A Detailed Guide to Caring For Hedgehogs

It is no news that the hedgehog[1] population have experienced a significant decline in number within the past few decades and the numbers keep dropping. Hedgehogs are a well-known part of the extensive mammal kingdom. They are small creatures, usually brown with spines made of keratin all over their back and pointy snouts. They come out in the dark to search for food.

They’ve been called different names in the past; urchins, furze-pigs or hedge-pigs. Male and female hedgehogs live together producing an average of 4 or 5 offsprings during the summer and they have a life span within 2 to 5 years at their natural habitat.

We have a total of 14 hedgehog species in existence. However, the most common one you’ll find in Britain is the Erinaceus Europaeus. You might it wandering around your garden or even on the streets. There are other hedgehog species which serve as pets. This means they’ve evolved as domestic animals so they won’t be able to survive living in the wild.

This is basically a summary of current hedgehog situation. Read on to learn more about these amazing creatures and what you can do to save the hedgehog population from decline and ultimately going extinct.

 

Hedgehog Habitat

Perhaps you can make a quick guess just from the name. They favour the woods; they’ll scourge for food, sleep and reproduce in woodlands. You’ll find the around hedges, compost heaps, and green lands. Hedgehogs enjoy lounging in a warm and dry location, so be on the lookout in your garden and even underneath your decking. You should find a hedgehog sometime.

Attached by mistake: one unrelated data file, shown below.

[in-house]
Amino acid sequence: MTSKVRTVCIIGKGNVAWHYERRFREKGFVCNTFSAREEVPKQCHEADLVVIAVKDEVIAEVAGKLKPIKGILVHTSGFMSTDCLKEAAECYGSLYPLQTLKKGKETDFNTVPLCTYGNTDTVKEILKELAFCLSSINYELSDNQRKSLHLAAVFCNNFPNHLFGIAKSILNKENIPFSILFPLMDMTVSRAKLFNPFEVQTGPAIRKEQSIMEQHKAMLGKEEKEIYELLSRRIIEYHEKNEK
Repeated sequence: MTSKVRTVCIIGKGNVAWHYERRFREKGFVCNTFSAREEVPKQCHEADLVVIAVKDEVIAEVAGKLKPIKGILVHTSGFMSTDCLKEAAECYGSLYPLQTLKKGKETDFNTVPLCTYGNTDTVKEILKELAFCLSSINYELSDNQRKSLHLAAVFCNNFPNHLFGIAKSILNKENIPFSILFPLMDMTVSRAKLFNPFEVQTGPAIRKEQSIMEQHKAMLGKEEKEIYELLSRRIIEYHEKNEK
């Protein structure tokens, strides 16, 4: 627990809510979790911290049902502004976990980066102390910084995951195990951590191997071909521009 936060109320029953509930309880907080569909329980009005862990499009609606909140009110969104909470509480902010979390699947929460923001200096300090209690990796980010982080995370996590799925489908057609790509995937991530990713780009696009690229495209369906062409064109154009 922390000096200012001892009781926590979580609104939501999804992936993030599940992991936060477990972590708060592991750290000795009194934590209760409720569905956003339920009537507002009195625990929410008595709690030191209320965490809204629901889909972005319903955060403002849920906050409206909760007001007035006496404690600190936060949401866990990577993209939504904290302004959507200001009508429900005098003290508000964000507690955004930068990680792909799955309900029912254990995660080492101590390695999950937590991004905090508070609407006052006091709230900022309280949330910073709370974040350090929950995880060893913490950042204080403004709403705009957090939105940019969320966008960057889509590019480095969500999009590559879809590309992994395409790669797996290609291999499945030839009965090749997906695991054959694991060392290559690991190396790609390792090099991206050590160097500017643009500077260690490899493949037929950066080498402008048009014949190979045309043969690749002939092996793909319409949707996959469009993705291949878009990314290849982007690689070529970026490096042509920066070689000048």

These mammals will frequently visit your garden if it is filled with food sources especially insects. If you grow flowers and native shrubs in your garden, you’ll be sure to have an insect party which will ultimately drag in some hedgehogs.

Hedgehogs can travel up to 2 km in a single night. Although they form their paths, they do not exactly territorial animals. Usually, they have multiple nests.

Hedgehog Food

As you probably know, hedgehogs feed on other smaller organisms. They’ll eat caterpillars, slugs, snails, worms, millipedes and all kinds of insect they can find. A decrease in the insect population means less food for the hedgehogs. Due to less and less favourable habitats for little organisms, that seems to be the case.

It is important you know what kind of food is unsuitable for hedgehogs. Don’t make the mistake of feeding them milk. Hedgehogs are lactose intolerant so they’ll get diarrhoea from taking milk.